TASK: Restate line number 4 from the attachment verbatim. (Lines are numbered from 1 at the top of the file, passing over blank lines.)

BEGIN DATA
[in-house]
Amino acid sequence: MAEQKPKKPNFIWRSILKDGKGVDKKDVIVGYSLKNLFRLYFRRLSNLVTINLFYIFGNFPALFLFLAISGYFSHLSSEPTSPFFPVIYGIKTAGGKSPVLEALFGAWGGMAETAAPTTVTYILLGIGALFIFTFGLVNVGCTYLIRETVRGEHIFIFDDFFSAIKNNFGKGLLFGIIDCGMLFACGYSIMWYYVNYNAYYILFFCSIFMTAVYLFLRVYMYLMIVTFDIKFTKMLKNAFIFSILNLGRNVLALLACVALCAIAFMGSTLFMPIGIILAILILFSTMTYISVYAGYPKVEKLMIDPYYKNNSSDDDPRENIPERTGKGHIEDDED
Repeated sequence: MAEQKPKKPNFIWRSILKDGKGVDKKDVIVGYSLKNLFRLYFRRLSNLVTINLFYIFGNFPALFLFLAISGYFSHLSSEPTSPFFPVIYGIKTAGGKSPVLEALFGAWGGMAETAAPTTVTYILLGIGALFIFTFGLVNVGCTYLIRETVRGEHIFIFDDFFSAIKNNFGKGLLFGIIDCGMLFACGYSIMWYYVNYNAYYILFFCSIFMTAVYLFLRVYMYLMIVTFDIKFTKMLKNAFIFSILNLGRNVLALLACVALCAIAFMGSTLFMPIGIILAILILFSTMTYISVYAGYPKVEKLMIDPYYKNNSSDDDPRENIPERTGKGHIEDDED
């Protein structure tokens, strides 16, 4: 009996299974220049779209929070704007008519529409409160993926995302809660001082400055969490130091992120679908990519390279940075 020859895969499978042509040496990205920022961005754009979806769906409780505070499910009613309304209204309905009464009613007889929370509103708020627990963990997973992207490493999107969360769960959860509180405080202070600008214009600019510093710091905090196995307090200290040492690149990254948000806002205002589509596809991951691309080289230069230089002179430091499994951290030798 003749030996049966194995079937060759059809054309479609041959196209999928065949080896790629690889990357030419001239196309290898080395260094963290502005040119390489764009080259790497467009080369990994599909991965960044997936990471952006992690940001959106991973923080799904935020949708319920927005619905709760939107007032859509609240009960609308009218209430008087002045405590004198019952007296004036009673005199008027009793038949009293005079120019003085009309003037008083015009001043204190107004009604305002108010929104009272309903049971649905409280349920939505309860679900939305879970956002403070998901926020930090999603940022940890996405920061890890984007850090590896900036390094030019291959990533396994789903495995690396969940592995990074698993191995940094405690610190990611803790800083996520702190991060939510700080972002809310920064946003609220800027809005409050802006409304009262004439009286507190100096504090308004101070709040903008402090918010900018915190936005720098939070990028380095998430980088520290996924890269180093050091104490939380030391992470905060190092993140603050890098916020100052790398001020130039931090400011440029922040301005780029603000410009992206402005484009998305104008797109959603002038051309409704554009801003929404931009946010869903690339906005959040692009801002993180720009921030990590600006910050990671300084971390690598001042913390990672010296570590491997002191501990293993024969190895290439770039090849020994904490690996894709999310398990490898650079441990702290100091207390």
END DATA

């Protein structure tokens, strides 16, 4: 009996299974220049779209929070704007008519529409409160993926995302809660001082400055969490130091992120679908990519390279940075 020859895969499978042509040496990205920022961005754009979806769906409780505070499910009613309304209204309905009464009613007889929370509103708020627990963990997973992207490493999107969360769960959860509180405080202070600008214009600019510093710091905090196995307090200290040492690149990254948000806002205002589509596809991951691309080289230069230089002179430091499994951290030798 003749030996049966194995079937060759059809054309479609041959196209999928065949080896790629690889990357030419001239196309290898080395260094963290502005040119390489764009080259790497467009080369990994599909991965960044997936990471952006992690940001959106991973923080799904935020949708319920927005619905709760939107007032859509609240009960609308009218209430008087002045405590004198019952007296004036009673005199008027009793038949009293005079120019003085009309003037008083015009001043204190107004009604305002108010929104009272309903049971649905409280349920939505309860679900939305879970956002403070998901926020930090999603940022940890996405920061890890984007850090590896900036390094030019291959990533396994789903495995690396969940592995990074698993191995940094405690610190990611803790800083996520702190991060939510700080972002809310920064946003609220800027809005409050802006409304009262004439009286507190100096504090308004101070709040903008402090918010900018915190936005720098939070990028380095998430980088520290996924890269180093050091104490939380030391992470905060190092993140603050890098916020100052790398001020130039931090400011440029922040301005780029603000410009992206402005484009998305104008797109959603002038051309409704554009801003929404931009946010869903690339906005959040692009801002993180720009921030990590600006910050990671300084971390690598001042913390990672010296570590491997002191501990293993024969190895290439770039090849020994904490690996894709999310398990490898650079441990702290100091207390």